The rule seeks to eliminate a provision that requires one-time parental consent before schools file their first invoices for school-based specialized services provided to children with disabilities who are eligible for public benefits. Those public benefits include Medicaid, the Children’s Health Insurance Program, or other public insurance. 

The current process, the proposed rule said, “slows down or may prevent public agencies from accessing available funding for needed IDEA services without providing any additional protection to families.”

Even without the one-time parent consent requirement as recommended under the proposed rule, schools would still need to provide written notification to parents before accessing a child’s or parent’s public benefits or insurance for the first time, and annually thereafter.

Wolfram and Jenny Millward, executive director of the National Alliance for Medicaid in Education, said that before the proposed rule’s public comment period, they had not heard of concerns about school-based Medicaid billing negatively affecting children’s healthcare services outside of school.

CASE is surveying its members about the practice and plans to share that data with the Education Department, Wolfram said. NAME is also sharing the survey with its members involved in school-based Medicaid billing.

The information collected through the survey should give CASE, NAME and others “a refreshed look” at the practice, Millward said.

She said she hopes the survey will show no examples of conflict in access to out-of-school services for students so the Education Department “can have confidence” in issuing a final rule. “And if it is happening, let us know so that we can find a solution, because it shouldn’t be happening,” Millward said.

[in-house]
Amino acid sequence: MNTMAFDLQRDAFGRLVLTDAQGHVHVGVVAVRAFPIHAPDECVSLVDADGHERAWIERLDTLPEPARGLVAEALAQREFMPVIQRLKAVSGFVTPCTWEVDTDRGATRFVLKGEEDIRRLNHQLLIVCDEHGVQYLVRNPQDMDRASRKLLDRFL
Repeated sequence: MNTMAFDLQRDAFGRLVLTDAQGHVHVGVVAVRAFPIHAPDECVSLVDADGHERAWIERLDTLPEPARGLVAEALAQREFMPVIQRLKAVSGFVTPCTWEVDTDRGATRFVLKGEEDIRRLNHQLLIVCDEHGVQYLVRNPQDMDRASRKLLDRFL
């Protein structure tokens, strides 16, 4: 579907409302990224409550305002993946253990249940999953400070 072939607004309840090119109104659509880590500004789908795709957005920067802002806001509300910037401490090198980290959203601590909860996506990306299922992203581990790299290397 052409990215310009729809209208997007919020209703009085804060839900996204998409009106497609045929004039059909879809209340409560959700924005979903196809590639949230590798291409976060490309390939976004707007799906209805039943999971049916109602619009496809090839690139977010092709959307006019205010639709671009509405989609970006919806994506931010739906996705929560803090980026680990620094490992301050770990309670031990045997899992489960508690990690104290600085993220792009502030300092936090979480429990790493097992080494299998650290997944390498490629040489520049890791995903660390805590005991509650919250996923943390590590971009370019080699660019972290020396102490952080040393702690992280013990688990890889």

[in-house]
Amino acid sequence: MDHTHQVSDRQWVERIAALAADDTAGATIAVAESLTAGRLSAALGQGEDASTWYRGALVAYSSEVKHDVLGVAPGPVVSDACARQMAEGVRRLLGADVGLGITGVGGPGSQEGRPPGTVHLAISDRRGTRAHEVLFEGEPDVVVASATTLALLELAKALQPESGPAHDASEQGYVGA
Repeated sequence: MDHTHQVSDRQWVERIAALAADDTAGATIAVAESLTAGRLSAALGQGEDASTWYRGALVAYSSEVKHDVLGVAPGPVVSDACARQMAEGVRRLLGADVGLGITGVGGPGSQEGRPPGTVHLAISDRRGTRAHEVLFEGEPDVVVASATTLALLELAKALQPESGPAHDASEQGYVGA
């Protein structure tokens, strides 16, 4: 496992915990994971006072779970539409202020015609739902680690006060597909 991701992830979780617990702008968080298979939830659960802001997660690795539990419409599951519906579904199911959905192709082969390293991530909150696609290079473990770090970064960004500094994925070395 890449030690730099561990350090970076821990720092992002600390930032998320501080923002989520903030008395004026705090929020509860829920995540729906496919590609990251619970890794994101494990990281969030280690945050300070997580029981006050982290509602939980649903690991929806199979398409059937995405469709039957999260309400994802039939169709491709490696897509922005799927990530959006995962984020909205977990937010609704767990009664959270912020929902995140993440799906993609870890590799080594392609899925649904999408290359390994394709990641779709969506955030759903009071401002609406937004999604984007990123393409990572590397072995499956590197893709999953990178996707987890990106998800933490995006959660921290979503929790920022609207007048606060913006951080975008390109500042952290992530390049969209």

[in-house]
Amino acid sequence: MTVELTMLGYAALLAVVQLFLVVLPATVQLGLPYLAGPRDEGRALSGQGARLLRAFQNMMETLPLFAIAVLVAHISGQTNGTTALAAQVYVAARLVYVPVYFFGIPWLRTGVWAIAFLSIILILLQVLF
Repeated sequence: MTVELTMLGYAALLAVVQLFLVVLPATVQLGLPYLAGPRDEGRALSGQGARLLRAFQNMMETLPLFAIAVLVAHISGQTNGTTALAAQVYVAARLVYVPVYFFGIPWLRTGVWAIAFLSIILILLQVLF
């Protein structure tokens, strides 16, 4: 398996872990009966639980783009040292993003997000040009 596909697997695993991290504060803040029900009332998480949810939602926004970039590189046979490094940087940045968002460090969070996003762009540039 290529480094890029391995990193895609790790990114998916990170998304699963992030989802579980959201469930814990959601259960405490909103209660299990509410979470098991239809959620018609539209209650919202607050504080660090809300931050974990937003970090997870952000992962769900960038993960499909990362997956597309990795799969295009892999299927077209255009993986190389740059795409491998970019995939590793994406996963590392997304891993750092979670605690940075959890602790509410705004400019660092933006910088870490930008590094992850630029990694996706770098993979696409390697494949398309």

Supports to school districts

In addition to proposing the change in the parental consent process, the Education Department has worked with HHS over the last few years to provide supports for school-based Medicaid billing programs.

Most significantly, in May 2023, the agencies released a 183-page guide for school-based Medicaid services and billing. The guide, the first comprehensive update in about 20 years, explains flexibilities states can use to promote access to health-related, school-based services for all Medicaid-eligible students in compliance with federal laws and regulations. 

It also gives examples of ways schools — including those in rural and under-resourced areas — can simplify billing procedures for school-based services.

Additionally, HHS’ Centers for Medicare and Medicaid Services announced plans in January to award 20 state grants of up to $2.5 million each over three years to improve school-based services under Medicaid and the Children’s Health Insurance Program. The grant program will allow schools to provide more services to children, especially those in rural and other underserved areas, the announcement said.

And earlier this month, the Education Department released a 2-page guide giving step-by-step recommendations for using Medicaid funding for student health services, as well as three examples of states’ school-based Medicaid funding practices.

Education organizations said these resources are particularly helpful now as Medicaid and CHIP benefits no longer have pandemic-era automatic renewals for enrollees. That transition, known as “unwinding,” has led to 4.8 fewer children being enrolled in Medicaid from April 1, 2023, to March, according to Georgetown University’s McCourt School of Public Policy’s Center for Children and Families.